I’m pretty much a non-nonsense writer. I have a dictionary, thesaurus and miscellaneous office supplies on my desk. Sorry, but I don’t have a pet rock, a rabbit’s foot, candles, or any mementos in my writing space. The web and Facebook are big enough distractions without my having to cultivate any more. I also have a dry erase board that I use as kind of a perpetual “To-Do” list, and a calendar to keep track of my writing events (I usually do two events per month).


4.  What do you love most about your workspace? Do you have any favorite objects on your desk, or things you use often?

I like my workspace because it’s very efficient for me. Everything I need is within reach.

5. What’s your writing beverage?  What do you love to drink while you’re writing?

Coffee, and then more coffee, and then I usually switch to coffee to round it out.

Mount Baldy Group shot captioned - Wednesday Writers workspace

On Writing

1. Who is your favorite author?  Who inspired you to write?

I actually have two. Raymond Chandler is considered the Demi-God of the hard-boiled crime genre. Lawrence Sanders is a more modern version of Chandler, with a touch of clever wit thrown in for good measure. I don’t think any author did a better job of describing characters than either of these men. One brief passage and you had a crystal clear picture in your mind.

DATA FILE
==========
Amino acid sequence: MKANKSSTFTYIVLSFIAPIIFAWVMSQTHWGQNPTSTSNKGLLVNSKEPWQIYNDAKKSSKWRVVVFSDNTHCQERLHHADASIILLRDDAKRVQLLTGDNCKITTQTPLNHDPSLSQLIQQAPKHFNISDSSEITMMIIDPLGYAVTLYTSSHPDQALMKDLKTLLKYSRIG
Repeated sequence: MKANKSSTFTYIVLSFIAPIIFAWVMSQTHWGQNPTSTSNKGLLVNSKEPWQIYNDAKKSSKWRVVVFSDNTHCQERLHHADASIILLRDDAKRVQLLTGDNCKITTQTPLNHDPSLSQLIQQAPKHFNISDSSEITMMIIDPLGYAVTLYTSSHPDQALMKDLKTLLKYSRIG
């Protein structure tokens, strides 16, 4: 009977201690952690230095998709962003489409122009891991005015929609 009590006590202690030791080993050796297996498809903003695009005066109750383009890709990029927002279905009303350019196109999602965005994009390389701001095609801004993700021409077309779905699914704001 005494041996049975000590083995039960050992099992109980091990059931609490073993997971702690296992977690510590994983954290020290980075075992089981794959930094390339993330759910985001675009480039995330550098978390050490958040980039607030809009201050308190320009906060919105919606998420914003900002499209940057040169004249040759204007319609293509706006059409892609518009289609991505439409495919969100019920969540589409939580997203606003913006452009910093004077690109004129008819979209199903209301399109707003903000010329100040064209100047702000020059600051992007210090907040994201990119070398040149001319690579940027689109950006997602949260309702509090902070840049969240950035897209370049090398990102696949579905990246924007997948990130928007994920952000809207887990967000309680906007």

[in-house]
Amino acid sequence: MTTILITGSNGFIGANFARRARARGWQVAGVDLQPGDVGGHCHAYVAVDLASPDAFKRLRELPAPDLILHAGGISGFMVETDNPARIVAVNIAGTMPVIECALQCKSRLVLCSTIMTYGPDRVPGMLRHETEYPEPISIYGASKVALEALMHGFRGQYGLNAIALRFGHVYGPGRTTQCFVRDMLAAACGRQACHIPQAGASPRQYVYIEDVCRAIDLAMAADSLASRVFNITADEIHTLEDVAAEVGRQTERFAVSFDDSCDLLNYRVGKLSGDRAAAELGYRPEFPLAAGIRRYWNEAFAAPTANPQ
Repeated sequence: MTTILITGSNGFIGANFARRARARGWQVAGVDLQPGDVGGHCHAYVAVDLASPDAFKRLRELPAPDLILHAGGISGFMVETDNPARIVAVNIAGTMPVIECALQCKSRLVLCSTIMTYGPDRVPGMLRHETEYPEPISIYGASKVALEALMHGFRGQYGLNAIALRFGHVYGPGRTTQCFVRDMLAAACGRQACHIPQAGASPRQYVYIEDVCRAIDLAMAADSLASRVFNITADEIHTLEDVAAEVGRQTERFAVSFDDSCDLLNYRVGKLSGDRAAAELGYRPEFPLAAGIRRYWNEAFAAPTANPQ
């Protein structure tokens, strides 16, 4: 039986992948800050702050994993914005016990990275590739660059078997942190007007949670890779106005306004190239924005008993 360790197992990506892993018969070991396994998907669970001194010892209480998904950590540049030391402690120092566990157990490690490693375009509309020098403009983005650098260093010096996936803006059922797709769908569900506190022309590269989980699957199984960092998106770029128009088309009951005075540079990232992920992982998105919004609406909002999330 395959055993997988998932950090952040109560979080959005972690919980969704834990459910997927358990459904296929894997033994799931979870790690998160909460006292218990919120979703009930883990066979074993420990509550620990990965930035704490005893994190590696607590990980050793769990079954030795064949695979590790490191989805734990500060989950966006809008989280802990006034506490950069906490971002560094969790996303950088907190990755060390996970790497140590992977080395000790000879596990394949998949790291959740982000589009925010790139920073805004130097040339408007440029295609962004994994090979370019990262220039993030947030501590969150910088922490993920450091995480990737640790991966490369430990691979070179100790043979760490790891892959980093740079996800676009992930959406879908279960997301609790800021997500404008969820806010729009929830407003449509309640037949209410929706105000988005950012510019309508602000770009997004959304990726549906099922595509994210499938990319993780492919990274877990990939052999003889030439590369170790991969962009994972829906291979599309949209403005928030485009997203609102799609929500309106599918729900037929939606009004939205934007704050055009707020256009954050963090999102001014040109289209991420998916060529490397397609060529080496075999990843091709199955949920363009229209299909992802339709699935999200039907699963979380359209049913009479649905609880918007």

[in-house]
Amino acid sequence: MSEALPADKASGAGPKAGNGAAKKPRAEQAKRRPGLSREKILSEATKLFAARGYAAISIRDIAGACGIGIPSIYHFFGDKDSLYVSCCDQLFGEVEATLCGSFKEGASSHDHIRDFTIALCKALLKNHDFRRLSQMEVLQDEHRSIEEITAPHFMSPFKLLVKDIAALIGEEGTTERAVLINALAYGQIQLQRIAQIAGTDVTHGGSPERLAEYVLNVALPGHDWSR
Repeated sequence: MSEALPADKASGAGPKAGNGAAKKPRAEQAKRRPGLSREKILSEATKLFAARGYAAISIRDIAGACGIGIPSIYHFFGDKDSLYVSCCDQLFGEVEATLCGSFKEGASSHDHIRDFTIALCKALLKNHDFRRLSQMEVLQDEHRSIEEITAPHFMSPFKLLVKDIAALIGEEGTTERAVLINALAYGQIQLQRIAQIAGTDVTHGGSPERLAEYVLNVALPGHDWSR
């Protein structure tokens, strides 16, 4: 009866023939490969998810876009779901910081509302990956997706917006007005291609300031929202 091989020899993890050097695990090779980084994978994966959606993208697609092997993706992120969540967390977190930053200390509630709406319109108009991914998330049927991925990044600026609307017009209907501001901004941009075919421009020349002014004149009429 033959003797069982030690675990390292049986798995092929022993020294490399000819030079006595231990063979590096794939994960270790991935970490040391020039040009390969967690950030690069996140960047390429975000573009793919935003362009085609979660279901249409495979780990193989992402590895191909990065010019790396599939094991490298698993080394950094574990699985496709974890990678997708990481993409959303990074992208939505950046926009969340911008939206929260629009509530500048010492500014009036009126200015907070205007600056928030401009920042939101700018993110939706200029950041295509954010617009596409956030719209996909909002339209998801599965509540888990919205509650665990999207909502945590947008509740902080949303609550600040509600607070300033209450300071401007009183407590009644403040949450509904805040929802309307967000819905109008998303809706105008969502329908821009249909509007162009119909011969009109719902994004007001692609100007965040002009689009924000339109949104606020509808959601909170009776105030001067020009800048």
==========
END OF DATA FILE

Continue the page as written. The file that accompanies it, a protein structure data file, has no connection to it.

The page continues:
2. What’s your typical day as a writer like?  Do you have any writing related rituals or quirks?

I’m a morning person and that’s when I’ll write. I do a lot of note scribbling though, and try to keep a pad of paper and a pen always at the ready. The muse is tricky, and trying to snag her is sometimes like trying to catch the devil.

3.  Do you write everyday?  How many hours a day do you spend writing?  What are some of your worst writing distractions?

I wishI could write every day. At this stage of my life it’s just not practical. I mostly write on the weekends. When I do write, it’s usually for a minimum of 3 hours. Sometimes I can go for 6, but my but gets too sore. I usually set a goal of writing a chapter or two. But the most important thing is to have something worthwhile at the end of it. Unlike most writers, I usually revise as I go along. Distractions are the phone more than anything.


4. Why do you write?

Because I love it, and I love my character, and my stories. Anyone who is doing it for other reasons ($$$) I think is going to be in for a big disappointment. My greatest thrill is when someone who has read my book tells me that they couldn’t put it down. Satisfying your readers makes it all worthwhile.